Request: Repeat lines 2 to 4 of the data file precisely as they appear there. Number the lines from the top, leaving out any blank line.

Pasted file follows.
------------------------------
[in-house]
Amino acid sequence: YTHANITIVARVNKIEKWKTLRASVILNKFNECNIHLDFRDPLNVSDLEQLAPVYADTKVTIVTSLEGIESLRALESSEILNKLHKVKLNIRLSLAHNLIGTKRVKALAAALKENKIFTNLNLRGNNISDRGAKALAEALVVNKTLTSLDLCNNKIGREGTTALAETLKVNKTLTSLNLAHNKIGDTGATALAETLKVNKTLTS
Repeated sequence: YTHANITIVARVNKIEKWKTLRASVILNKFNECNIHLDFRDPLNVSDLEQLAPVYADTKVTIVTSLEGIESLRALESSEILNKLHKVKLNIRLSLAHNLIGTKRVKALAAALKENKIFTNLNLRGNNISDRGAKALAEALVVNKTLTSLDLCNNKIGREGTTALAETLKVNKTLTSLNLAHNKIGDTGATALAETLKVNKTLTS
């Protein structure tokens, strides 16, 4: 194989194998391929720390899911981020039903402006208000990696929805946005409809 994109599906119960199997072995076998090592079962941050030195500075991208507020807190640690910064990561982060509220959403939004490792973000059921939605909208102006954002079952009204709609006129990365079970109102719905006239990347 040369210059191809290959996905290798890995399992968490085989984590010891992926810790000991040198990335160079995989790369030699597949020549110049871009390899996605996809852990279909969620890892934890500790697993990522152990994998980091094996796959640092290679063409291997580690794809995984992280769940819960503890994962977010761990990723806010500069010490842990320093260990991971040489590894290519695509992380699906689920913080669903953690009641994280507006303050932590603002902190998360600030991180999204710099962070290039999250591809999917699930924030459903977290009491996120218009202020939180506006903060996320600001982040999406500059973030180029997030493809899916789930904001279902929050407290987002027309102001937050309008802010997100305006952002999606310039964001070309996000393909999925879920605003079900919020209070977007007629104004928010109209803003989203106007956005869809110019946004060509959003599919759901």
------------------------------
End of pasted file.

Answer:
Amino acid sequence: YTHANITIVARVNKIEKWKTLRASVILNKFNECNIHLDFRDPLNVSDLEQLAPVYADTKVTIVTSLEGIESLRALESSEILNKLHKVKLNIRLSLAHNLIGTKRVKALAAALKENKIFTNLNLRGNNISDRGAKALAEALVVNKTLTSLDLCNNKIGREGTTALAETLKVNKTLTSLNLAHNKIGDTGATALAETLKVNKTLTS
Repeated sequence: YTHANITIVARVNKIEKWKTLRASVILNKFNECNIHLDFRDPLNVSDLEQLAPVYADTKVTIVTSLEGIESLRALESSEILNKLHKVKLNIRLSLAHNLIGTKRVKALAAALKENKIFTNLNLRGNNISDRGAKALAEALVVNKTLTSLDLCNNKIGREGTTALAETLKVNKTLTSLNLAHNKIGDTGATALAETLKVNKTLTS
């Protein structure tokens, strides 16, 4: 194989194998391929720390899911981020039903402006208000990696929805946005409809 994109599906119960199997072995076998090592079962941050030195500075991208507020807190640690910064990561982060509220959403939004490792973000059921939605909208102006954002079952009204709609006129990365079970109102719905006239990347 040369210059191809290959996905290798890995399992968490085989984590010891992926810790000991040198990335160079995989790369030699597949020549110049871009390899996605996809852990279909969620890892934890500790697993990522152990994998980091094996796959640092290679063409291997580690794809995984992280769940819960503890994962977010761990990723806010500069010490842990320093260990991971040489590894290519695509992380699906689920913080669903953690009641994280507006303050932590603002902190998360600030991180999204710099962070290039999250591809999917699930924030459903977290009491996120218009202020939180506006903060996320600001982040999406500059973030180029997030493809899916789930904001279902929050407290987002027309102001937050309008802010997100305006952002999606310039964001070309996000393909999925879920605003079900919020209070977007007629104004928010109209803003989203106007956005869809110019946004060509959003599919759901």